Face the Music: A Life Exposed (Anglais) Relié – 8 avril 2014
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Revue de presse
“Both honest and inspirational. Amazing tales from one of rock’s great frontmen.” (Sir Elton John)
“Paul is a great man who has achieved great things. From the Popcorn Club all the way to the Hall of Fame, his story is inspiring and motivating for anyone who dreams big.” (Dave Grohl)
“An entertaining yet piercingly honest journey from selfconscious child to the world’s most visually famous rock band, to, finallywith the makeup wiped awaya place of peace as a father and a man. Paul Stanley’s story is both ordinary and extraordinary, which makes it inspiring.” (Mitch Albom, author of The First Phone Call From Heaven and Tuesdays With Morrie)
“For years the members hid their true identities behind cartoon personas and hard rock anthems... After years of carefully maintaining his Starchild superhero identity, Stanley lets down his guard and unleashes a torrent of pent-up feelings that erupt and flow over 400 pages like molten lava.” (Guitar World Magazine)
“KISS’ flamboyant “Starchild” unplugs his high-wattage amps and introduces fans to an even more intriguing character: Stanley Harvey Eisen... [Face the Music is] an indispensable part of KISStory.” (Kirkus Reviews)
“Elegantly and thoughtfully, Stanley takes us behind the mask of Starchild, his KISS persona, and shares intimately his own insecurities about his physical appearance and his emotional life.” (Publishers Weekly)
“Most people will probably not associate sensitivity with the flamboyant heavy-metal rock band KISS, and yet in his memoir, front man, rhythm guitarist, and cofounder Paul Stanley succeeds in making a connection with the reader, KISS fan or not.” (Booklist)
Présentation de l'éditeur
In 1973 New York, Paul Stanley and Gene Simmons co-founded KISS, adding Ace Frehley and Peter Chris to round out the 4-piece band that, in various incarnations, would go on to sell over 100 million albums, making the them one of the world s best-selling bands of all time. Stanley s standing as the lead-singer, front-man, primary song-writer, and long-time fan favorite makes this a must-read book for the legions of KISS fans and lovers of rock memoirs.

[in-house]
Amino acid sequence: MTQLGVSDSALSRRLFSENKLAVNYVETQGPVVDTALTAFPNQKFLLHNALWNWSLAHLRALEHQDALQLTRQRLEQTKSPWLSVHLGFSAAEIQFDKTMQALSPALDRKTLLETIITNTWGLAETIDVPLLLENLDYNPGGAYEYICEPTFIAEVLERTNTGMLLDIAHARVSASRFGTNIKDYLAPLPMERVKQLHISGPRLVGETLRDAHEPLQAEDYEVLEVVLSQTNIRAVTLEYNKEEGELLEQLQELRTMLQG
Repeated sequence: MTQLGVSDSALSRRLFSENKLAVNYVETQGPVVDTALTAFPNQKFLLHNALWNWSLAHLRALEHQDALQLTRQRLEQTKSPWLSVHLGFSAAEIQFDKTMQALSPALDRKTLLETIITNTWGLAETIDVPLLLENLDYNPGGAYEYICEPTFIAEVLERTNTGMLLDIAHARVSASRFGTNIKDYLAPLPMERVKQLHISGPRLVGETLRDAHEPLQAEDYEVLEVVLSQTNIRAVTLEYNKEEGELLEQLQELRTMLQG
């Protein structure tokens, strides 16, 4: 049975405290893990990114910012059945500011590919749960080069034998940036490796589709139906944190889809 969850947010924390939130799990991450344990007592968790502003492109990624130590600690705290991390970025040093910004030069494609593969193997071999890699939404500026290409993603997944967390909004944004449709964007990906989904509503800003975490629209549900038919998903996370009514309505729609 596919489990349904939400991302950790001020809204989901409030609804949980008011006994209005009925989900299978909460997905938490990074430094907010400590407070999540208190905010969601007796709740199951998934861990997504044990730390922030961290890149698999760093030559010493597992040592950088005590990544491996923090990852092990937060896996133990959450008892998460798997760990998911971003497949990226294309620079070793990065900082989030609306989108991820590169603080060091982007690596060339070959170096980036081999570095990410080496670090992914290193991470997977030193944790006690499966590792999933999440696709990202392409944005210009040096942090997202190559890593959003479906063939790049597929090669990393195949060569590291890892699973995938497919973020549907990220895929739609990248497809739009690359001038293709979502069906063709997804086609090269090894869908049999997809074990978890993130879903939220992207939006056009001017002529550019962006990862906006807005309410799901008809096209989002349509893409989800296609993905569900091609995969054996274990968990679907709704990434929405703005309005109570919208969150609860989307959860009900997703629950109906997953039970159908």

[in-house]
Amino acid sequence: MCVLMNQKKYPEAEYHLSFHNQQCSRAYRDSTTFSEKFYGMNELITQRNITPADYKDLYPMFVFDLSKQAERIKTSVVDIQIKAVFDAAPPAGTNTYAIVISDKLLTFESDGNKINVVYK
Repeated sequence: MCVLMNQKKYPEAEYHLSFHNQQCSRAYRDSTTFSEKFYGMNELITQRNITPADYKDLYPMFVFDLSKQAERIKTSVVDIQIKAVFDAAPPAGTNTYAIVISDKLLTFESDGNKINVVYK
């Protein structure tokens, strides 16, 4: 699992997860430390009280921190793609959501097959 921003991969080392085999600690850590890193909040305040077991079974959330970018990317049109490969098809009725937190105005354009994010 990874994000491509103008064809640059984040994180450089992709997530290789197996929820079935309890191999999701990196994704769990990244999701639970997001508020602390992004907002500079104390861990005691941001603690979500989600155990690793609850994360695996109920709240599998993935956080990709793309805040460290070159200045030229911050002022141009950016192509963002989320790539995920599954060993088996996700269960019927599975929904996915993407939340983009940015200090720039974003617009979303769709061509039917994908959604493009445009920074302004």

For the first time Paul Stanley tells all, with just the right mix of personal revelations and gripping, gritty war stories about the highs and lows both inside and outside of KISS. Born with a condition called microtia (missing one ear and rendering him deaf on the right side), Stanley s traumatic childhood experiences within his family, matched with the social challenges of being visually deformed in the 50 s and 60 s, produced a drive to succeed in the most unlikely of places: music. Taking readers through the series of events that led up to the founding of KISS, his personal relationships including two marriages, and the turbulent dynamics with his band mates over the past 40 years, no one comes out unscathed including Paul himself.
With both classic and never-before-seen photos and images that capture the iconic visuals that helped define KISS, this is a memoir that will immerse readers in the band Stanley helped to create and sustain through artfully-told stories that are shocking, funny, inspirational, and honest.
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Je reste toujours perplexe en constatant combien les liens entre les membres de KISS manquaient de chaleur mais, au moins, Paul ne cherche pas à enjoliver les choses.
Un bouquin honnête et bien écrit; assez facile à lire si votre niveau en Anglais est correct. On apprend des choses très intimes sur le frontman de KISS et ce bouquin vaut largement son prix.
Commentaires client les plus utiles sur Amazon.com (beta)
This is the biography I've waited for. Chris Lendt's reads like a boring financial report. Gene's, although interesting, just smelled of the self-serving rhetoric we already expected from him. And Ace's and Peter's? Well, we original fans love them, but we've also been lied to by those two who can't even remember their own history. Why would we think their bios would reflect difficult-to-face, introspective honesty?
I know someone who worked with Kiss in their earlier days. Years ago, I asked her what Paul Stanley was like in person. Without hesitating a second, she answered, "Incredibly insecure."
I was shocked. How could Paul Stanley, the living, breathing personification of the perfect rock star be insecure? The sex symbol and desire of countless women? Insecure?
This book goes deep into Paul's fears and insecurities. I have never read an autobiography so unflinchingly honest and self-aware - especially from a rock star. Comparing this book to any of the other Kiss bios is an interesting study of contrasts and group dynamics.
Above all, the book is inspiring. Though my rock star dreams are 20 years behind me, this book serves as inspiration to pursue the realistic dreams in front of me, involving family and friends. His vulnerability and sheer will are excellent testaments and I find him a role model miles ahead of the one I admired through the 70's and 80's.